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Regional property market outpaces capitals as slowdown hits cities

Property values in Australia’s combined regions are outperforming the combined capital cities despite the normalisation of internal migration trends, affordability challenges and a reduction in borrowing capacity amid higher interest rates.

CoreLogic’s Regional Market Update, which analyses value and rent changes across the country's 50 largest non-capital Significant Urban Areas (SUAs), shows dwelling values in regional Australia recorded a quarterly increase of 1.2% in the three months to January 2024, compared to the capital cities' 1.0% increase over the same period.

Although the rate of growth across the combined regions has eased, CoreLogic Research Director Tim Lawless said this follows the sector’s ‘boom’ during the worst of the pandemic on the back of high net internal migration flows and strong affordability.

“Outside of the pandemic growth between 2020 and 2022, the outperformance of regional markets relative to the capital cities is a fairly new phenomenon,” he said.

“The more recent trend where growth in regional housing values has outpaced the capital cities is attributable to a slowdown in capital city growth rates rather than an acceleration in regional growth.”

Capital growth remains varied across Australia's 50 largest SUAs, however many of the standout performers are in WA and Queensland.

WA’s coastal towns of Albany and Bunbury recorded the highest quarterly rises, with value growth of 7.7% and 6.2% respectively, ahead of Northern NSW's Lismore (5.5%), and Townville (4.7%) in Queensland's North.

Only six SUAs recorded an annual increase of 10% or more including WA's Bunbury (15.8%), and Central Queensland's Bundaberg (12.0%) and Rockhampton (12.0%).

“The strongest growth conditions have been skewed towards regional areas of WA and Queensland. These areas have a diverse economic base and are generally supported by a mixture of agriculture, tourism, ports and mining,” Mr Lawless said.

“They’re the only states with a positive rate of interstate migration that helps support housing demand and they’re relatively affordable markets.”

Tasmania's Launceston (-2.3%) and Devonport (-2.0%) recorded the largest quarterly falls. Annual declines were recorded in 11 regional markets across Victoria, Tasmania and NSW where the coastal market of Batemans Bay (5.8%) had the largest annual decline.

“The weakness across Tasmanian housing markets is broad-based but follows a solid run of growth with values up 91% over the past decade,” Mr Lawless said.

“A combination of affordability constraints following the pandemic surge in values, negative interstate migration and a normalisation in internal migration rates are other factors that are likely contributors to the softer conditions across Regional Victoria and Regional Tasmania.”

Regional rental market on the rise

As the regions entered peak rental season, CoreLogic’s regional rental index recorded a 2.3% increase over the three months to January, up from a recent low of 0.4% over the September quarter of 2023. Comparatively, capital city rents rose 2.1% over the three months to January.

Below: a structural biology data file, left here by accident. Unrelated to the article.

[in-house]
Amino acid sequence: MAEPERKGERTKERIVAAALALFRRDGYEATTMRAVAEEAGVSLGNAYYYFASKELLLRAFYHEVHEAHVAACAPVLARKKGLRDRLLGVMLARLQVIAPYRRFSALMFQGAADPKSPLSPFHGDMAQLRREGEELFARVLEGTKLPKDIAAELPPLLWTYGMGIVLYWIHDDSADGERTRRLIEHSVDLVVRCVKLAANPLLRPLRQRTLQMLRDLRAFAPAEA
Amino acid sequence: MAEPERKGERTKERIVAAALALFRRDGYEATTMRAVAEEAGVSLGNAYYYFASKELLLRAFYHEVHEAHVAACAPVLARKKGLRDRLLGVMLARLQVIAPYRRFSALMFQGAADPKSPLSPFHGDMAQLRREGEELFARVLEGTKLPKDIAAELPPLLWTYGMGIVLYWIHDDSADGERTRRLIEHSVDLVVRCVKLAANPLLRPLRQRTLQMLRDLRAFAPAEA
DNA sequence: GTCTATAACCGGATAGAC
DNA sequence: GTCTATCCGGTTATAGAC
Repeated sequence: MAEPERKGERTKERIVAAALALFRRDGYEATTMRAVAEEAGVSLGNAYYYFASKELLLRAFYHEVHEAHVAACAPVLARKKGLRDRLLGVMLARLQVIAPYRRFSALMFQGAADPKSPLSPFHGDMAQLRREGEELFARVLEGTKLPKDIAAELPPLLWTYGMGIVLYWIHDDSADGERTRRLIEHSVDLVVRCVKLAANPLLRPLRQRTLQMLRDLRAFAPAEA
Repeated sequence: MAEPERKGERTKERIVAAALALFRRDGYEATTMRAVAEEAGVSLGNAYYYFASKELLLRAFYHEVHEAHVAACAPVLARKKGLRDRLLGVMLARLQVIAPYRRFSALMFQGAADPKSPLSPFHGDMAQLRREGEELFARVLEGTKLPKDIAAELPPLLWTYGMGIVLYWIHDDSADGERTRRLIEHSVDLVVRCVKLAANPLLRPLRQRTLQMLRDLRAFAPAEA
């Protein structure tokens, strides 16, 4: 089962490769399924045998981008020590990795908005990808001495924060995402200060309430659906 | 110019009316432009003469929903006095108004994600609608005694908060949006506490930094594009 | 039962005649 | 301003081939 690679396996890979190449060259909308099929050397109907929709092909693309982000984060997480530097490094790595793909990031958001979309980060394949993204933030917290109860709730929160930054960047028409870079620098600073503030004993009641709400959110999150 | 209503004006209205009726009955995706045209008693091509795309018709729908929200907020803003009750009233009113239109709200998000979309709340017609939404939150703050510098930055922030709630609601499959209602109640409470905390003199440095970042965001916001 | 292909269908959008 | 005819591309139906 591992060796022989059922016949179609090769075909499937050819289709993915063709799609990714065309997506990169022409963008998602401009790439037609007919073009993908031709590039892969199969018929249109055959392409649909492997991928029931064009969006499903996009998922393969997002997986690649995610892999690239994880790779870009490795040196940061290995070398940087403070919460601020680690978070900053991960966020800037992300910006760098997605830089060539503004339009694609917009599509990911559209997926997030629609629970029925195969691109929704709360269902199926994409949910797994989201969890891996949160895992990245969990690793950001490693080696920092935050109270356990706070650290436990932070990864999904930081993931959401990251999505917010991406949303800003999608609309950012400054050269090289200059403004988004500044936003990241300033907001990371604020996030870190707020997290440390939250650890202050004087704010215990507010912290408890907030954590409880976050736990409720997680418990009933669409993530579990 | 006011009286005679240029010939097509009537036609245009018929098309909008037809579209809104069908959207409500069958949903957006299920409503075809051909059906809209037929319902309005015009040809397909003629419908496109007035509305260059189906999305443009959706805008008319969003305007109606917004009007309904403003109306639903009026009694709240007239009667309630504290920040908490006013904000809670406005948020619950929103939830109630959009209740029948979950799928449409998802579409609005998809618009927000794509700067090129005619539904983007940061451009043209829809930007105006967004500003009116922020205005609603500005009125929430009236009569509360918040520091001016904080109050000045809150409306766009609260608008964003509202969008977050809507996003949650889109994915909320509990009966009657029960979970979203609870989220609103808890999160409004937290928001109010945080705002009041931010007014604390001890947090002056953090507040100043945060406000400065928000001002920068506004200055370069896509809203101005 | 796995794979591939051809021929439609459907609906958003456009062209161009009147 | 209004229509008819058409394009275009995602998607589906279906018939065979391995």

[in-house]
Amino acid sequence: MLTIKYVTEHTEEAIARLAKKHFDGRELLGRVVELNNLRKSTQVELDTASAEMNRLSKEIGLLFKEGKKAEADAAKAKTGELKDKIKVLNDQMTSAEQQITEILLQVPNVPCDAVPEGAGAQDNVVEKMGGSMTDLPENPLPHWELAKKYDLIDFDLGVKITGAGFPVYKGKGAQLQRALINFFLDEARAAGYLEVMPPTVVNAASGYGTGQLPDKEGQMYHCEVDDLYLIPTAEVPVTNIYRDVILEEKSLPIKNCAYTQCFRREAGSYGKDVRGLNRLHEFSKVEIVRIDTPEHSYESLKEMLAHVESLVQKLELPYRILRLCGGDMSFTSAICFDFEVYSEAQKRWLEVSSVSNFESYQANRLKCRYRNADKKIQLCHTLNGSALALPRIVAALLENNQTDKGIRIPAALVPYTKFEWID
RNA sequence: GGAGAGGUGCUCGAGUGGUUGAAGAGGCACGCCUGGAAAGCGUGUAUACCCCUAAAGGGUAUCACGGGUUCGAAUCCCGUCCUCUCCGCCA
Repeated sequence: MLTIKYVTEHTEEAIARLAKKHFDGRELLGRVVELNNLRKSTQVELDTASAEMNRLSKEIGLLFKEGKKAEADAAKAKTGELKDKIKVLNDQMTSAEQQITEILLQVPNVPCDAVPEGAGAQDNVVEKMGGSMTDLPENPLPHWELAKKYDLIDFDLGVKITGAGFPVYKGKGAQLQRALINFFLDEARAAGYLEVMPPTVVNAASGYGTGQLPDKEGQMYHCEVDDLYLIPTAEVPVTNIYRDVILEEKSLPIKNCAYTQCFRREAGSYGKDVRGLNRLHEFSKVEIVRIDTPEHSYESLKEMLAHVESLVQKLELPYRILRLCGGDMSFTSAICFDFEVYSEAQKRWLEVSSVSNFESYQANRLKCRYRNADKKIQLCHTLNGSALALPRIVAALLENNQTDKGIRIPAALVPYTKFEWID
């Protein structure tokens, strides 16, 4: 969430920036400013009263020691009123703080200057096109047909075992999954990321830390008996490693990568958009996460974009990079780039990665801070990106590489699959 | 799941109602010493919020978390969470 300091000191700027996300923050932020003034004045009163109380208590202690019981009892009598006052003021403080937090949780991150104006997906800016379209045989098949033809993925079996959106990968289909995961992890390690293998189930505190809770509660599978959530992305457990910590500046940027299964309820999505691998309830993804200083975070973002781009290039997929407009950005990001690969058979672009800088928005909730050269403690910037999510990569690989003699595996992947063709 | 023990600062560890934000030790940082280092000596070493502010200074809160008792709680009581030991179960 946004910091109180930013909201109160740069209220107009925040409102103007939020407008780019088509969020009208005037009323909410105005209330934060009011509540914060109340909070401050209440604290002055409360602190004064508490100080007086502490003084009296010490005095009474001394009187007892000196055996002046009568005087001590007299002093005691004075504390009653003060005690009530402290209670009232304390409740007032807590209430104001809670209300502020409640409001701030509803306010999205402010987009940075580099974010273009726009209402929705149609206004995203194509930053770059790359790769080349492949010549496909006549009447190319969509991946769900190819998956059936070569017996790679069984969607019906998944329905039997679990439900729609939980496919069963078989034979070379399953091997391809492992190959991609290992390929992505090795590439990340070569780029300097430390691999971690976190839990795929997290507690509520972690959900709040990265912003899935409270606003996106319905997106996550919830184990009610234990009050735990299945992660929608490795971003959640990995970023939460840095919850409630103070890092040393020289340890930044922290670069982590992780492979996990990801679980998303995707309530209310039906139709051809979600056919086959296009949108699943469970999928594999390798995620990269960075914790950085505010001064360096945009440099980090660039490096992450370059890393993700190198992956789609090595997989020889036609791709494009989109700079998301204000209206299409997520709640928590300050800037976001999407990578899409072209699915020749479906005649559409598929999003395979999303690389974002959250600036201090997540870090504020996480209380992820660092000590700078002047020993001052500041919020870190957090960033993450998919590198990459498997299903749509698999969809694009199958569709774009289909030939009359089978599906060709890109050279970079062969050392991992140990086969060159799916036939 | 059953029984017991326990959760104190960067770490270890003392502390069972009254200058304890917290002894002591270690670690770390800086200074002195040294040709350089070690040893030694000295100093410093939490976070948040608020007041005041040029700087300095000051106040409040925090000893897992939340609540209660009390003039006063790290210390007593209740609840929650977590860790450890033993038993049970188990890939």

Rents increased 3% or more in 13 of the SUAs analysed. Albany (WA) recorded the highest quarterly increase in rents up 6.3%, followed by Bunbury and Busselton (WA) at 4.6% a piece. This translates to an approximate increase in the median weekly rental value of between $25 to $30.

WA dominated the list for highest annual rental growth, with the top four regions being Bunbury (14.8%), Busselton (12.7%), Geraldton (12.1%) and Albany (11.2%). Queensland’s Gladstone (11.6%) and Mackay (10.4%) were the other two regional markets with double-digit rental growth in the past year.

NSW’s Bateman’s Bay was Australia’s weakest rental market, recording the highest quarterly fall in rents (-1.8%) and an annual decline of -10.2% in the 12 months to January.

Yields strongest in volatile mining regions

Mining centres dominated the top five regions with the strongest yields with WA’s Kalgoorlie – Boulder recording a gross rental yield of 9.5% ahead of Mackay (QLD), Geraldton (WA), and Gladstone (QLD) which had gross rental yields of 6.6%, 6.5% and 6.4%, respectively. The Bowral – Mittagong region in NSW, which has a median dwelling value of $1,124,869, has the lowest gross rental yield at 2.9%.

Outlook for regional housing markets

Demographic trends, migration patterns and localised economic drivers will be critical to regional housing values in 2024, Mr Lawless said.

He said while there is likely to be a legacy of COVID, with remote working at least partially embedded in workplace policies, it’s unclear how work from home policies will evolve over time.

“Regional cities in the 'sweet spot' — offering commuting options to a capital city, a lifestyle dividend, and affordable housing — will likely experience stronger demand than they did pre-COVID,” he said.

“In contrast, the performance of more remote regional markets will hinge on local economic factors, with infrastructure projects impacting housing demand, and climate, weather, currency flows, and policies affecting farming or coastal areas.”

Download the Regional Market Update


CoreLogic Australia

CoreLogic Australia

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